If the controversial northern leg of the Keystone XL pipeline is approved and built, the resulting amount of carbon emitted into earth’s atmosphere could be up to four times greater than the U.S. State Department estimated, according to a new scientific paper.
First, what’s the Keystone XL? A pipeline (not yet approved) that would “transport raw, toxic tar sands oil right through the American heartland” from Alberta, Canada to refineries in Texasand threatens to wreak environmental havoc on both sides of the border.” (Natural Resources Defense Council)
So, how and why would the climate impact be four times greater? Here’s the logic: If the new pipeline is built, more tarsands oil will likely be consumed. And the tar sands process separating oil from sand and mud” produces three times the greenhouse gas emissions of conventionally produced oil.
People who support the pipeline claim that with or without the Keystone pipeline, we’ll be consuming the oil and the tar sands will inevitably be developed.
Those in the energy industry are not impressed with arguments by the anti-fracking movement in the state. “They’re skilled at marketing, skilled at hyperbole,” said Rock Zierman, CEO of the California Independent Petroleum Association in Sacramento, a group that represents 550 companies and individuals in the oil industry. “We use less than a total 300 acre-feet of water a year for fracking. That’s equal to what all golf courses in California use in half a day.”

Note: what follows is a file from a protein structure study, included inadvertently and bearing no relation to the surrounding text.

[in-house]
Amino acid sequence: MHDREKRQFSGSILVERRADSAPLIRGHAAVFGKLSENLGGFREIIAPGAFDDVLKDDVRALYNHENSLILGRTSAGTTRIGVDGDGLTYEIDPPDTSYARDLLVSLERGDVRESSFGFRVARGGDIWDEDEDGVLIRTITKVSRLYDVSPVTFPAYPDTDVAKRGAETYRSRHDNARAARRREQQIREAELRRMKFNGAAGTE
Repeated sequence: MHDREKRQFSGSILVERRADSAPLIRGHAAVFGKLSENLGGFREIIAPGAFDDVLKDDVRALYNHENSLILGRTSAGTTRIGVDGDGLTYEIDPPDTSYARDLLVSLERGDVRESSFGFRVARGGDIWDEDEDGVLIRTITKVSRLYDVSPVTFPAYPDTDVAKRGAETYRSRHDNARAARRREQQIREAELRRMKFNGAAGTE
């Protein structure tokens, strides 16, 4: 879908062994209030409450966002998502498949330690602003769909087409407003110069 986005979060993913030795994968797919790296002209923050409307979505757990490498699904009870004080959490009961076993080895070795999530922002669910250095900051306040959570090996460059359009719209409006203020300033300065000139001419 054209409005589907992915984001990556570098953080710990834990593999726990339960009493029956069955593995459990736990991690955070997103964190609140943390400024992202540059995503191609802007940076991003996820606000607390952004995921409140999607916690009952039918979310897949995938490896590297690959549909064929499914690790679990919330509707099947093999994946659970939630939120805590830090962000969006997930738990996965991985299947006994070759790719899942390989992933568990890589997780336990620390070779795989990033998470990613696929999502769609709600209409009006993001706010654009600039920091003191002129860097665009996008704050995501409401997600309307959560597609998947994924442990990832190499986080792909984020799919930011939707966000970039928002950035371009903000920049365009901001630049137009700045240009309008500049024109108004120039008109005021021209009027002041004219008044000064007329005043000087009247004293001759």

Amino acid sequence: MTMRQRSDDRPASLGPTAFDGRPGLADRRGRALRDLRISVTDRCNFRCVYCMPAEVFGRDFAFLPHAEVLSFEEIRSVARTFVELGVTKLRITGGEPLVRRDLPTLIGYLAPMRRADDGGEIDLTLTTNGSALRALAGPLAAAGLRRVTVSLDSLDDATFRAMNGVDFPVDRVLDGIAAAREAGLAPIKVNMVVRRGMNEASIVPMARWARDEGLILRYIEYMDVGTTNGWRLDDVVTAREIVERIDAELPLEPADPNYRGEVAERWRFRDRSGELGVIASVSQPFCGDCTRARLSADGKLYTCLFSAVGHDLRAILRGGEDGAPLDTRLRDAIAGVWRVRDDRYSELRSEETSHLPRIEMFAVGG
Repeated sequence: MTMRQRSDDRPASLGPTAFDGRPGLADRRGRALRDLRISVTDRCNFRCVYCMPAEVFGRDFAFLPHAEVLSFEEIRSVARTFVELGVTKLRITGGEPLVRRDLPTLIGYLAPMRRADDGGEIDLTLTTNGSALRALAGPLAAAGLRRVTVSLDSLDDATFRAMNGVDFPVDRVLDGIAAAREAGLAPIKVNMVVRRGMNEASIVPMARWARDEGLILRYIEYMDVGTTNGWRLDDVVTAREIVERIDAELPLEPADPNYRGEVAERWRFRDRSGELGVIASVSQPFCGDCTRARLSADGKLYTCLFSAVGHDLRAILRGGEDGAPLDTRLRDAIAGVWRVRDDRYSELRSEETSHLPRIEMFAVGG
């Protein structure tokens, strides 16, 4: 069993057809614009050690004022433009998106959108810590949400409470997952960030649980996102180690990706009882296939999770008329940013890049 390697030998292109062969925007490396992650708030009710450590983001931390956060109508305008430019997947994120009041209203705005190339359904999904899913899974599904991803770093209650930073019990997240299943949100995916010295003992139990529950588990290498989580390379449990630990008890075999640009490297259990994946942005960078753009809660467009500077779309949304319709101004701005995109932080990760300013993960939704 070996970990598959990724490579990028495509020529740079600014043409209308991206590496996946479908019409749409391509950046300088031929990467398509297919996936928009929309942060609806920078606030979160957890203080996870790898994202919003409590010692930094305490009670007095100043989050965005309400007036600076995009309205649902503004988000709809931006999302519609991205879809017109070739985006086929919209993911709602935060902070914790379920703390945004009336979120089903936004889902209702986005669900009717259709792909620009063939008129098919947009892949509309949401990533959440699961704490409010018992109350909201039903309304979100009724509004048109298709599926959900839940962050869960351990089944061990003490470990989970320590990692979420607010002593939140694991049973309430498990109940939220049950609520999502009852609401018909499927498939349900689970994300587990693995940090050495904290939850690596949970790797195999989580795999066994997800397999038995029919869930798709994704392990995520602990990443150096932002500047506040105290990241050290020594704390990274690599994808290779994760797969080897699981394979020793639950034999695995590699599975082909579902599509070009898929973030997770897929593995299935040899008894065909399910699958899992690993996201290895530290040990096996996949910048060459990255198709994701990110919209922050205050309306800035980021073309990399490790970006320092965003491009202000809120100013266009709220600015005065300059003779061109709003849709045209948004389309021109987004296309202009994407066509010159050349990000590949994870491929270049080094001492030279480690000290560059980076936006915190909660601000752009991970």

About a third of the 2,000 new oil wells in California are hydraulically fractured, he said. “They talk about air pollution from methane leaks,” Zierman said. “Our air [quality] laws established regional air districts that regulate all our service equipment, every joint, every coupling [that's] permitted.”
~ via Aljazeera America
What do you think of that logic?
We talked about the pipeline and other environmental news in the latest Green Divas myEARTH360 Report. Listen here…
Watch this video for more…